Skip to content

Health unit offers tips for viewing solar eclipse safely

Safest way to watch April 8 eclipse is via livestream, but other safe options are available, says health unit
Stock photo

On April 8, 2024, between approximately 2 and 4:30 p.m., there will be a rare total solar eclipse.

A solar eclipse occurs when the moon passes between Earth and the sun. While the sky will darken and bright stars and planets may emerge, looking at the sun without eye protection, even if only briefly during the period of the eclipse, can cause serious permanent damage to your vision, including retinal burns, blurred vision and loss of sight.

The Simcoe Muskoka District Health Unit recommends taking precautions to protect your vision during this once-in-a-lifetime celestial event.

The safest way to watch the eclipse is through virtual channels, such as by livestream. You can also view the solar eclipse safely by using international standard ISO 12312-2 certified eye protection glasses with special filters to watch all the phases of a solar eclipse.

Ensure that the lenses are free of damage, including wrinkles or scratches, and that the glasses fully cover your field of vision. Look away from the sun before putting on and after taking off the glasses.

It is not safe to view the eclipse through regular sunglasses, camera/phone lens, telescope, binoculars, or any other optical device. If you don’t have special glasses designed for eclipse watching, there are other ways to watch an eclipse, such as an eclipse projector, which you can easily learn how to make.

Children’s eyes let in more light to the retina than adult eyes, so they are at higher risk of harm if they look at the sun without proper eye protection. Help children use their eye protection correctly and provide supervision.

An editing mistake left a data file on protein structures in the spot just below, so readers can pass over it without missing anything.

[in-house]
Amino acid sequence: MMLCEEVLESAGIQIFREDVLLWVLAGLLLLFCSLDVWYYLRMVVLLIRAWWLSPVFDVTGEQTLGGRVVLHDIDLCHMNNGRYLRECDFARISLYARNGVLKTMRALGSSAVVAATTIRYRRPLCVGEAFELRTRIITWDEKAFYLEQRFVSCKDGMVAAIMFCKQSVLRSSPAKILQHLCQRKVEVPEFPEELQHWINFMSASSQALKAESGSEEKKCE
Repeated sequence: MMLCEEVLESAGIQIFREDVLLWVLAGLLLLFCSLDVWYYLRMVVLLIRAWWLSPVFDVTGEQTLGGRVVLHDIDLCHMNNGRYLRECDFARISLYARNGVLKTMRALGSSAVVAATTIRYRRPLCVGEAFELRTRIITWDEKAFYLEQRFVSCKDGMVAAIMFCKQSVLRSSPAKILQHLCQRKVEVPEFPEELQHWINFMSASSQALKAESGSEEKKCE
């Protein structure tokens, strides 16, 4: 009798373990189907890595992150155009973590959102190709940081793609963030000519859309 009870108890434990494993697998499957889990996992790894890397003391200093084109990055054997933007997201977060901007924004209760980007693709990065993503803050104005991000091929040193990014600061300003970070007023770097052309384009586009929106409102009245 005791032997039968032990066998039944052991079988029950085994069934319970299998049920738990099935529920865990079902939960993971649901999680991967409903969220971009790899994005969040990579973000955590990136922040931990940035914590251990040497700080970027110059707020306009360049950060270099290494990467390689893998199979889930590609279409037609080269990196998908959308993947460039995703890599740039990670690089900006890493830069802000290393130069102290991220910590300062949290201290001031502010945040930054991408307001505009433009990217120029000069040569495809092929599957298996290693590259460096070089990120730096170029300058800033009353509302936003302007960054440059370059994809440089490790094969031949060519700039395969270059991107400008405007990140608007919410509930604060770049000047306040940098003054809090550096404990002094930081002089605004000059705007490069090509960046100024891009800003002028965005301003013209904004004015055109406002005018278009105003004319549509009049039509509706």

If not able to fully supervise and ensure a safe viewing experience with eye protection on, consider alternate viewing strategies such as watching by livestream. You may choose to keep children, and other individuals who may not fully comprehend the risks involved, indoors with closed window coverings as an added precaution.

Our retinas do not have pain sensors and eye damage may not be immediate. Symptoms can take 12 to 48 hours to appear. If you begin to experience temporary visual loss, blurred vision, or eyesight loss during or after the event, speak to an eye care professional, such as an optometrist or your health-care provider as soon as possible. If you are experiencing blindness after viewing the eclipse (immediate or delayed), seek emergency care immediately.

If travelling or driving during the eclipse, avoid looking at the eclipse from a vehicle to protect your eyes and avoid collisions. Plan for traffic delays and if on a highway, it is advised not to stop, take pictures or get out of your vehicle to view the eclipse.

For more information visit, or call Health Connection at 705-721-7520 or 1-877-721-7520, weekdays from 8:30 a.m. to 4:30 p.m.



Verified reader

If you would like to apply to become a verified commenter, please fill out this form.